DOL guidance confirms that emergency paid leave under the FFCRA is available to employees who are unable to work due to COVID-related summer camp and enrichment program closures or cancellations.

DOL issues guidance on paid leave benefits under Families First Coronavirus Response Act

The DOL’s first round of guidance on the paid sick leave and paid family and medical leave provisions of the FFCRA addresses critical questions for employers, such as how to determine whether they are subject to the new leave requirements, how to count hours for part-time employees, and how to calculate the wages employees are entitled to under the new law.

Return-to-work guidance

OSHA and the EEOC have issued guidance on an ongoing basis that focuses on reopening workplaces and bringing employees back to work safely.

EEOC updates COVID-19 guidance

The EEOC has updated guidance on COVID-19 and the ADA, Rehabilitation Act, and other EEO laws, adding new Q&As that focus on testing and screening, disability-related inquiries, confidentiality of medical information and reasonable accommodations.

EEOC issues COVID-19 return-to-work and antibody testing guidance

Supplemental guidance issued by the EEOC provides several critical clarifications on the ADA, accommodations, harassment and other COVID-19 related issues. It confirms that employers may not require antibody testing before allowing employees to re-enter the workplace.

OSHA issues guidance on returning employees to work

OSHA return-to-work guidance for nonessential businesses provides a useful framework for reopening, focusing on the need for employers to incorporate basic hygiene, social distancing, workplace controls and flexibilities, and employee training into their return-to-work strategies.

Paycheck Protection Program

In response to the COVID-19 crisis, the CARES Act created the Paycheck Protection Program (PPP), providing short-term loans to help small businesses avoid layoffs.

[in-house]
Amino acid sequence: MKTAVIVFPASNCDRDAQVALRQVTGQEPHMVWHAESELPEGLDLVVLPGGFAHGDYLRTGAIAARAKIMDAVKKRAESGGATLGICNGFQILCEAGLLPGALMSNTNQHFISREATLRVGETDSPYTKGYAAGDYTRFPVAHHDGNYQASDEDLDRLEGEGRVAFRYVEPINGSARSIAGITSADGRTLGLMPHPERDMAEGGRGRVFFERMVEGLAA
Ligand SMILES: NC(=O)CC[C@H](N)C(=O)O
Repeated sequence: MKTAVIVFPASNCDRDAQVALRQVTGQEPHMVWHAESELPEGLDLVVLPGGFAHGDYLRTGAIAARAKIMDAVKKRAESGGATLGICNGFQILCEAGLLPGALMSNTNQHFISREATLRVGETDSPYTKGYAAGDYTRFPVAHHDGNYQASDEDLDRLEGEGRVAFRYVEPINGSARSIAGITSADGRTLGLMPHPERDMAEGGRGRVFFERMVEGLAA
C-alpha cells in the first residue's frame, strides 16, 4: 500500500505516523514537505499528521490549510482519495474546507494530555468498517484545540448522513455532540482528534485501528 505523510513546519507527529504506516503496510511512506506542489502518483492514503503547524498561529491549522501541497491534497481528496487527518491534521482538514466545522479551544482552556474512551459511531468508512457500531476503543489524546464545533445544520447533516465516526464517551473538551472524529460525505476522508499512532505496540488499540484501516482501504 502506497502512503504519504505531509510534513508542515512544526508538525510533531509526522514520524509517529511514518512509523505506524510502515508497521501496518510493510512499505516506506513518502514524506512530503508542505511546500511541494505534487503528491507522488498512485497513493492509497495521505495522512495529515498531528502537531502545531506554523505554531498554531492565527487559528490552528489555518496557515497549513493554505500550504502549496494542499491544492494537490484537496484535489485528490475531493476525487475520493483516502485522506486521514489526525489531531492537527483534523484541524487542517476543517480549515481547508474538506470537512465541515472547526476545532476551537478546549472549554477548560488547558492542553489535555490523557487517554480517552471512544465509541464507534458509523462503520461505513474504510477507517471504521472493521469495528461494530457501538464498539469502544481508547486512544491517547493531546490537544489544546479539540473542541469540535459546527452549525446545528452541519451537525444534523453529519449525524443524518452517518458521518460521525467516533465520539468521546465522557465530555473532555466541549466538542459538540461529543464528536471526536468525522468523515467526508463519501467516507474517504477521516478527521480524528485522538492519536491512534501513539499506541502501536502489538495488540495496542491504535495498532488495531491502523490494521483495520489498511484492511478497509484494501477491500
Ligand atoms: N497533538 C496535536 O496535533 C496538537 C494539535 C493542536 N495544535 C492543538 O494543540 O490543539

Paycheck Protection Program loan application deadline extended

On July 4, the president signed a bill extending the deadline for small businesses to apply for short-term loans under the PPP from June 30 to August 8.

Loan forgiveness expanded under the Paycheck Protection Program

The PPP provides short-term loans for small businesses to maintain payroll. The Paycheck Protection Program Flexibility Act of 2020 amends the Small Business Act and the CARES Act to make it easier for PPP loan recipients to qualify for loan forgiveness.

Wage and hour

The DOL revised both the regular rate and overtime regulations, proposed a rule clarifying its independent contractor test under the Fair Labor Standards Act (FLSA), and clarified employer pay obligations during the COVID-19 emergency. California imposed new hiring and pay obligations on employers as the EEOC’s expanded pay data collection for 2017 and 2018 finally ended.

New federal overtime rules take effect. Who’s exempt now?

The DOL’s new overtime rule increased the annual salary thresholds for the executive, administrative, and professional exemptions from the FLSA’s minimum wage and overtime requirements, effective January 1.

DOL updates regular rate of pay regulations

The WHD issued a final rule to clarify and update the rules for determining employees’ regular rate of pay under the FLSA, effective January 15.